In both roles, Williams demonstrates how fully capable he is as an actor. The everyman character that he plays for laughs is just as powerful when he plays a sociopath. There’s nothing outwardly evil about Sly or Walter Finch. He does his job, whether it’s developing photos or writing books. It’s what is behind those baby blue eyes that both mesmerize and terrorize and we didn’t mean for that to rhyme but it’s neat that it did. If anybody doubts how gifted Robin Williams was they need to check out these two films.
#5- Dead Poets Society (1989)
“Oh Captain; my captain.” It’s a scene that, arguably, overshadows the entire movie. Dead Poets Society, however, is a film that both entertains and inspires. It makes us laugh, cry and question our mortality. Are we really seizing the day? Are we making our lives extraordinary? Are we making each moment count? Taken as a movie, Dead Poets Society is an entertaining enough film. It keeps us engaged for the two-ish hour runtime. It’s a good film. When looking at it as something more than a movie, though, perhaps as a class or a lecture, it becomes an important lesson. It teaches us to value words, to value ourselves, to ‘Carpe Diem.’
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#4- Good Will Hunting (1997)
When Robin Williams has a beard, you know he is to be taken seriously. Such was the case in Good Will Hunting, a film starring Matt Damon as a genius-cum-janitor who is as intelligent as he his angry. That anger leads Hunting to a meeting with Sean (played by Williams), a psychiatrist with his own inner demons. Good Will Hunting is not so much a film as it is a character study. It allows us to study both Damon’s and Williams’ characters. It was one of the first films to openly discuss mental health and it showed us that people battling loss, depression, addiction and more are not just “crazy people” to be locked away or to be mocked. Sometimes, “crazy people” are just angry, confused young men who need a friend. It also showed us that mental health professionals, such as psychiatrists, are not the beacons of wisdom that know the answers to all of life’s questions. Sometimes, they’re just people who are hurting, too, and want to see some good come out of it.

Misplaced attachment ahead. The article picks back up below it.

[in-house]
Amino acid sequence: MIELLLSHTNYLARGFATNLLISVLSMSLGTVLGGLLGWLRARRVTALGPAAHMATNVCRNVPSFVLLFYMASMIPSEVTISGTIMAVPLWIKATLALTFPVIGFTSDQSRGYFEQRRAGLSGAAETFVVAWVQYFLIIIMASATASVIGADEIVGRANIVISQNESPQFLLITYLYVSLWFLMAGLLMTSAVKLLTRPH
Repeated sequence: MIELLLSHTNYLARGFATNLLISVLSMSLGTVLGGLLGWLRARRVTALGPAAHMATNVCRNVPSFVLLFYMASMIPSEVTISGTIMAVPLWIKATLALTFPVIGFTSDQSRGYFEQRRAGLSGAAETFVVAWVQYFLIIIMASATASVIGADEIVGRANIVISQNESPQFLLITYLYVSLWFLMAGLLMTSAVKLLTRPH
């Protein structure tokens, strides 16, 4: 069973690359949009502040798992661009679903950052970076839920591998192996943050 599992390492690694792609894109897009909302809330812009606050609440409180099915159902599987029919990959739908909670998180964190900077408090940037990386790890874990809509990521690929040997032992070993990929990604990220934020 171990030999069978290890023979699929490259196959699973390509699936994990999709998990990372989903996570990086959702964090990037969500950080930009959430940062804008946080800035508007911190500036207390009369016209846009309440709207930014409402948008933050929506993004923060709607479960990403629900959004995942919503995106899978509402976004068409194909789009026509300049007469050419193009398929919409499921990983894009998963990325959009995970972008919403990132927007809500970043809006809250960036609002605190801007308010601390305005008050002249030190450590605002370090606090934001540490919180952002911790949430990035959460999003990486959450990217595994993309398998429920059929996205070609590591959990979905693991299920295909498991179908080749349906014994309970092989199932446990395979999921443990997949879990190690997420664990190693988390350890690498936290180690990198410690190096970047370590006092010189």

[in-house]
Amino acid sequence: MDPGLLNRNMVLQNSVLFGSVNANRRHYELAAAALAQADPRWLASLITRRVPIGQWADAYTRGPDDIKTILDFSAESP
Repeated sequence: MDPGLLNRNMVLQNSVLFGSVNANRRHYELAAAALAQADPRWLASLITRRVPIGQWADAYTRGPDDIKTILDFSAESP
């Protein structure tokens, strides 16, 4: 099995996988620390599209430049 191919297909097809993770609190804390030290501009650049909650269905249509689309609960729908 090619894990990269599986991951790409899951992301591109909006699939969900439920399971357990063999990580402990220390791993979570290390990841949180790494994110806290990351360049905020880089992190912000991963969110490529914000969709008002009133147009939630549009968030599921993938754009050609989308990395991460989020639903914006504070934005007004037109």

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#3- What Dreams May Come
This is an especially poignant film, in light of Williams’ death. In What Dreams May Come, Williams plays a man who dies in a car crash and then searches Heaven and Hell for his wife, who took her own life his death in a depressive spiral compounded by the previous loss of the couple’s two children. This film is as remarkable for its acting as it is its visuals. It shows that true love is stronger than death, stronger than time, stronger even than Heaven or Hell. It’s a rather poetic story of a man searching the afterlife for the only thing that his version of Heaven is missing.
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#2- Aladdin (1992)
You ain’t never had a friend like him, that’s for sure. In Robin Williams’ first foray into animation, he portrays “Genie,” a kid-friendly djinn that is let loose from a magic lamp by a ‘street rat’ named Aladdin. After being released, Genie grants Aladdin three wishes, with the caveat that he can’t make two people fall in love. It’s a true ‘rags to riches’ story, full of song, dance, laughs and an undeniably feisty Disney Princess named Jasmine. Aladdin is one of, if not the best Disney movies of all time. Williams was a big reason for that. He provided the perfect range of emotions for Genie. It’s the same old song and dance, really. He makes us laugh. He makes us cry. He makes us jump out of our seats, bellowing at the top of our lungs “Prince Ali, mighty is he, Ali Ababwa.” The Genie instructs us to “Get Hype,” and that’s exactly what we, the audience, do throughout the film’s runtime.
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#1- Mrs. Doubtfire (1993)
As if there could be any question. This was, perhaps, the height of Robin Williams’ comedic genius. Modeled after a standup bit performed with the late, great Andy Kaufman, Mrs. Doubtfire is the nanny all of us should dream of having. She is kind, patient, funny, outgoing and smart. She is also a dude. That dude is named Daniel Hillard, a divorced-dad who is determined to spend as much time as he can with his children. This determination leads Hillard to don a wig, a bodysuit, and hard-to-pinpoint British accent. Williams had the time of his life with this role, and it shows in every frame. The chemistry that he shared with Sally Field, both as her husband and her housekeeper, is palpable. Williams was a star before Mrs. Doubtfire, but this film cemented his place at the top of the Hollywood Elite — a place he remained at until his death.